Vanishing crows, a wake-up caw

Vanishing crows, a wake-up caw

Survey claims that crow population is decreasing due to lack of nesting space

Vanishing crows, a wake-up caw

 Not only sparrows, but even crows are deserting Bangalore City.

Their numbers have reduced drastically over the years, according to ornithologists and other experts.

This, they say, is because of an increase in the number of buildings and disappearing tree cover. 

This also raises questions about the sensitivity of the government towards the City’s ecology, as unplanned felling of trees has reduced the population of these birds.

A team from the Centre of Ecological Sciences of the Indian Institute of Science (IISc) conducted a survey of crow population sometime ago. The team found the number of crows was reducing in the City primarily due to lack of nesting spaces. 

Trees are being cut down to make way for infrastructure works, especially high-rise buildings.

Another reason is the increase in the population of Blue Rock pigeons, which unlike crows, can roost in buildings. 

Even cuckoos are threatening the population of crows. Cuckoos not only lay their eggs in a crow’s nest but also drop the host’s eggs to the ground. The team found that despite being scavengers and sturdy, crows were facing competition from kites, which too feed on garbage, bandicoots, rats and carcasses. 


They also observed that earlier, when crows got injured, others would come to their rescue. But of late, that behaviour was not seen.

The IISc team also observed that people used to feed crows during festivals like Mahalya Amavasya or on Saturdays. But these practices were fading away, reducing the food source for crows.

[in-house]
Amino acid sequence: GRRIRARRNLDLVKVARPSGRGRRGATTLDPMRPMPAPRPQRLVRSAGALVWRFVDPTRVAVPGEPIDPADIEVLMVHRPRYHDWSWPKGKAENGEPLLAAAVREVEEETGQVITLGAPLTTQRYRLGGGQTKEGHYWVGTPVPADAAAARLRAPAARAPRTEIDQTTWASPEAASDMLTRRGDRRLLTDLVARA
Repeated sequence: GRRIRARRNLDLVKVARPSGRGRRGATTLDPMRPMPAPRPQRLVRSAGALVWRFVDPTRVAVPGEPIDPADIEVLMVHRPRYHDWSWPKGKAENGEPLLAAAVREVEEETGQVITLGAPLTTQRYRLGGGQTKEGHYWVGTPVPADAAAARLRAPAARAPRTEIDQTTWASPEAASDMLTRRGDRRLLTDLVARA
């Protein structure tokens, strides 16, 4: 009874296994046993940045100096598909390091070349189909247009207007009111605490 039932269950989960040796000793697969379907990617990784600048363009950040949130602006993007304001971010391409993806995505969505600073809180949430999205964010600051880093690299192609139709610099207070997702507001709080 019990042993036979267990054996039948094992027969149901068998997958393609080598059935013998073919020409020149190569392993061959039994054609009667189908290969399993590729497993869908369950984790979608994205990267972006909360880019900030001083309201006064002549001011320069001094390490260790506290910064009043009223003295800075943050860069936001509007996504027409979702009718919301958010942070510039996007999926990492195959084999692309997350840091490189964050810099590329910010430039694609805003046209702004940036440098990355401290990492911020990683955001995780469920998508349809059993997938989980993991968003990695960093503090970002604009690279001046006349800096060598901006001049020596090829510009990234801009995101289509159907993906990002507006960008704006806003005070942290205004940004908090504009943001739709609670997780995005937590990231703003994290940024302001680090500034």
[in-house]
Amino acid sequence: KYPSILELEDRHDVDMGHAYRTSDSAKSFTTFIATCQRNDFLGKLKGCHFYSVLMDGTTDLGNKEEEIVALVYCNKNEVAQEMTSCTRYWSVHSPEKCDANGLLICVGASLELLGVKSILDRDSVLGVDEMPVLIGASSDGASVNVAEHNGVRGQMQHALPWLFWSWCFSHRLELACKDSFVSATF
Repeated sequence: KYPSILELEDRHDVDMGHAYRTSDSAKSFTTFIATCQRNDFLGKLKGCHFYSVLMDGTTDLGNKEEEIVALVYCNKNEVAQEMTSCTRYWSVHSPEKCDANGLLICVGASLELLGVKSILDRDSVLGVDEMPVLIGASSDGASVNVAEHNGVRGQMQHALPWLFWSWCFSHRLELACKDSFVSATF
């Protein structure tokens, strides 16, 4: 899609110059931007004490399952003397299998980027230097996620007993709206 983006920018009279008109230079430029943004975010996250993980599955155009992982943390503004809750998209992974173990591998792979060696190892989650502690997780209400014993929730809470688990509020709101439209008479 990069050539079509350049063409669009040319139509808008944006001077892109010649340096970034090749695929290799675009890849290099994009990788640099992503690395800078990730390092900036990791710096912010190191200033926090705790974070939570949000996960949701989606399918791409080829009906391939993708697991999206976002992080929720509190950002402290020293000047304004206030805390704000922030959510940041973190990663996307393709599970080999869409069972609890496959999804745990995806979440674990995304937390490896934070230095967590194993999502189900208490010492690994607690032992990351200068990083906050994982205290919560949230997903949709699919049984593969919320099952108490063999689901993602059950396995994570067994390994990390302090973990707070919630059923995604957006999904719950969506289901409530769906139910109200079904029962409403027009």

“Another important reason is the City had become cleaner and thus the garbage on which crows used to feed has reduced,” said Prof T V Ramachandra, Energy and Wetlands Research Group, CES, IISc.

Dr S Subramanya, Professor of Entomology, Gandhi Krishi Vignan Kendra, University of Agricultural Sciences, said, “Though we have not done any formal study, we have noticed reduction in their numbers. 

This is because crows’ nesting spaces have reduced. Indiscriminate cutting of trees is the prime reason. But in some pockets like Lalbagh and GKVK campus crows can be seen.”

Jungle crows

He said jungle crows can still be seen, compared to house crows. Jungle crows are hunters while house crows are scavengers. 

Some years ago, one could see many jungle and house crows thriving on waste around dump sites, like Mavalipura, but now more kites are seen.

Change in lifestyle and introduction of more commercialised food items like packed food are the prime causes for the loss of such important bird species, Subramanya added.

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